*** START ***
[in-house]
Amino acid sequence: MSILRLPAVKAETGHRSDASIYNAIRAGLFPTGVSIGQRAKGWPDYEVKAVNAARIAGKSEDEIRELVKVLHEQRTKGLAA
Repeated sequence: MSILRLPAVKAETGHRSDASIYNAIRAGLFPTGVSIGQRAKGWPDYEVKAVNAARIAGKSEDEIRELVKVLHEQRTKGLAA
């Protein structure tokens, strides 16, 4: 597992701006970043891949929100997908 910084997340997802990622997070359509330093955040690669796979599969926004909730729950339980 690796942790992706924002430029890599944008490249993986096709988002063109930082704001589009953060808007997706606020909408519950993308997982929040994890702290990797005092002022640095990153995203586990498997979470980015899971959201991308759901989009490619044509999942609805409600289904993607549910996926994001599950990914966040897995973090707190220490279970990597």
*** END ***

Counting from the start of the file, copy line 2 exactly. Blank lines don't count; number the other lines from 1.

Amino acid sequence: MSILRLPAVKAETGHRSDASIYNAIRAGLFPTGVSIGQRAKGWPDYEVKAVNAARIAGKSEDEIRELVKVLHEQRTKGLAA